Eagle off-road motorists protest restrictions | VailDaily.com
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Eagle off-road motorists protest restrictions

Scott N. Miller/Special to the Daily

Responding to a new ordinance that created enforcement authority and penalties for violating the town’s open space regulations, resident Mike Rose presented the town board with 128 petition signatures urging the Eagle Town Board to maintain motorized access through town open space to the adjacent property owned by the Bureau of Land Management, or BLM.

Eagle Town Attorney Ed Sands noted the ordinance passed Oct. 28 didn’t designate what trails would be closed to motorized use. However, until a an access plan is in place, motorcyclists and other users are prohibited from using trails through town-owned open space. A network of trails on BLM property, most of which are open to motorized use, can be accessed from the Hardscrabble area near Eagle, as well as from Spring Creek near Gypsum and another site near the Eagle County Regional Airport.

Rose urged that rather than closing all the town’s open space to motorized use, at least one access point should be created on Hockett Road, near Brush Creek Elementary School. That area is formerly agricultural land that is now part of town’s open space.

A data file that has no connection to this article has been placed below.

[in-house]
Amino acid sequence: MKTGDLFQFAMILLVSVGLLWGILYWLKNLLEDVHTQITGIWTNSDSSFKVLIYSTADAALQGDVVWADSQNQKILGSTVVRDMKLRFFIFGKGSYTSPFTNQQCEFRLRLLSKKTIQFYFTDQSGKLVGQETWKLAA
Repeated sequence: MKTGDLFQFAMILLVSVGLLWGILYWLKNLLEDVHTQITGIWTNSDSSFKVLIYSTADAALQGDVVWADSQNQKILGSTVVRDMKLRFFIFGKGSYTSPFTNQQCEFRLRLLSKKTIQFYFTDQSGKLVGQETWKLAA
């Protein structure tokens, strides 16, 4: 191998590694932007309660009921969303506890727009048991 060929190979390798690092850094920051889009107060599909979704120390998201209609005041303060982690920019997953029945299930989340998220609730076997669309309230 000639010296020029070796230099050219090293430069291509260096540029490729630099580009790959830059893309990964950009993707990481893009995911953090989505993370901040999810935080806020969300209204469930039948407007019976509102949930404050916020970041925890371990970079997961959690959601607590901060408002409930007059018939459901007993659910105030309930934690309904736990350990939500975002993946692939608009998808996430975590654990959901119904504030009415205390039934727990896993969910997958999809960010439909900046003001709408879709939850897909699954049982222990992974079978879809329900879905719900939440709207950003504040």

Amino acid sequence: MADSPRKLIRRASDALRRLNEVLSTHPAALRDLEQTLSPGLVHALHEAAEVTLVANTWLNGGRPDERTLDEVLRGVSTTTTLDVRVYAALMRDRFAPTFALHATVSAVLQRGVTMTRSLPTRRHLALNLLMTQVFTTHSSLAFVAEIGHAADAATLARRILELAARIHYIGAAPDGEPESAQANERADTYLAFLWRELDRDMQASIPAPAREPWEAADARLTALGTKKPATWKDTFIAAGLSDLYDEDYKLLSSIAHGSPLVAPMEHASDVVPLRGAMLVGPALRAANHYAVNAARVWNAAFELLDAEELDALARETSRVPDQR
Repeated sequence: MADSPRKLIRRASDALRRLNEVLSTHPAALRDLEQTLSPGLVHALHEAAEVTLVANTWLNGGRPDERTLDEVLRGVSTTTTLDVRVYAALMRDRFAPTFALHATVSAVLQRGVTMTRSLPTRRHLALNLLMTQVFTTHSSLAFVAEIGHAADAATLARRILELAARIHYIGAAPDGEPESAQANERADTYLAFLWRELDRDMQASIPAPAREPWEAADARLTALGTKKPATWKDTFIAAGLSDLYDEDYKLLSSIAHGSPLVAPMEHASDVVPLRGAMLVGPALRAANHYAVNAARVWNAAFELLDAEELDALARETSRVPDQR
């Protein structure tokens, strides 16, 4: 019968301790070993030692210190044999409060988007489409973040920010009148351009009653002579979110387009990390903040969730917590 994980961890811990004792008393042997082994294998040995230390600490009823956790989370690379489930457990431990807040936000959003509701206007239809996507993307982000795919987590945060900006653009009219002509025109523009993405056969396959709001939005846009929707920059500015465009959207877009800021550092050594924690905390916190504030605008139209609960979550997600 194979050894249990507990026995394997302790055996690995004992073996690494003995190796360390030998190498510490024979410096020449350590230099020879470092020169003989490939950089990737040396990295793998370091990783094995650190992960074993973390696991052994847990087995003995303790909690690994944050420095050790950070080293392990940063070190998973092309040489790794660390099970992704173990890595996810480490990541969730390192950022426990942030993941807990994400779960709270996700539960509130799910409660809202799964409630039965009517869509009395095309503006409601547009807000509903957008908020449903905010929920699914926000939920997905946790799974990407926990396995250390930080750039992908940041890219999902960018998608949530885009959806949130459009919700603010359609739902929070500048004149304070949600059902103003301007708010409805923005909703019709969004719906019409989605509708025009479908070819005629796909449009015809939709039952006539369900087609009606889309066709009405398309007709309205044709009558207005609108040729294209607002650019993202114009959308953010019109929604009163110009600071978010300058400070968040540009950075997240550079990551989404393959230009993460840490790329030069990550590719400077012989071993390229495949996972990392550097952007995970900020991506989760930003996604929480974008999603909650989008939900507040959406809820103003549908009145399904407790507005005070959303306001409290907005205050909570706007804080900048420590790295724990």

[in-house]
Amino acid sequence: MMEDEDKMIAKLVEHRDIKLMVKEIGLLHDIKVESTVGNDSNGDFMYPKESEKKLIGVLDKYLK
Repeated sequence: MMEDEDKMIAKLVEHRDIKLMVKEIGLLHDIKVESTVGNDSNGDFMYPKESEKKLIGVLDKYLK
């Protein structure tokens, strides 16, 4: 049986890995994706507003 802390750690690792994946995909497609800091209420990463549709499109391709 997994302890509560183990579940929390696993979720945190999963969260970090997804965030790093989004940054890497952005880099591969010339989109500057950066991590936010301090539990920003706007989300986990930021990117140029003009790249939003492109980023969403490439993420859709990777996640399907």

“We understand the environmental needs and we want to work with you on that,” said Rose. Town officials are concerned about erosion, damage to wildlife habitat, and land scars caused by motor vehicle use in the sage-brush covered country.

“If you designate one access point, you may eliminate others,” said Jim Groebe, owner of Toe’s Cycles, a new shop in Eagle.



Board members said they’re willing to listen, and to work with the riders. Board Member Tom Ehrenberg, a leader of the effort to rehabilitate a scarred hillside on BLM land just east of Eagle, said he’d be willing to work with a riders’ group.

Addressing the riders who attended the meeting, Ehrenberg said, “I’m not saying you guys do it wrong, but (access) can be abused.”

Ehrenberg noted that almost $100,000 worth of money and in-kind services have been put toward the East Eagle cleanup. However, he added, “It sounds like some promising things can happen with you, and I’m sure willing to listen.”



Board members indicated it’s not too late for town officials to work with trail riders and other users. Town Manager Willy Powell noted the BLM will in the next few years develop a travel management plan for the public lands adjacent beyond the town’s open space. That, he said, allows some time for the town and residents to come up with a local plan of how to access those areas.

This story first appeared in the Eagle Valley Enterprise.


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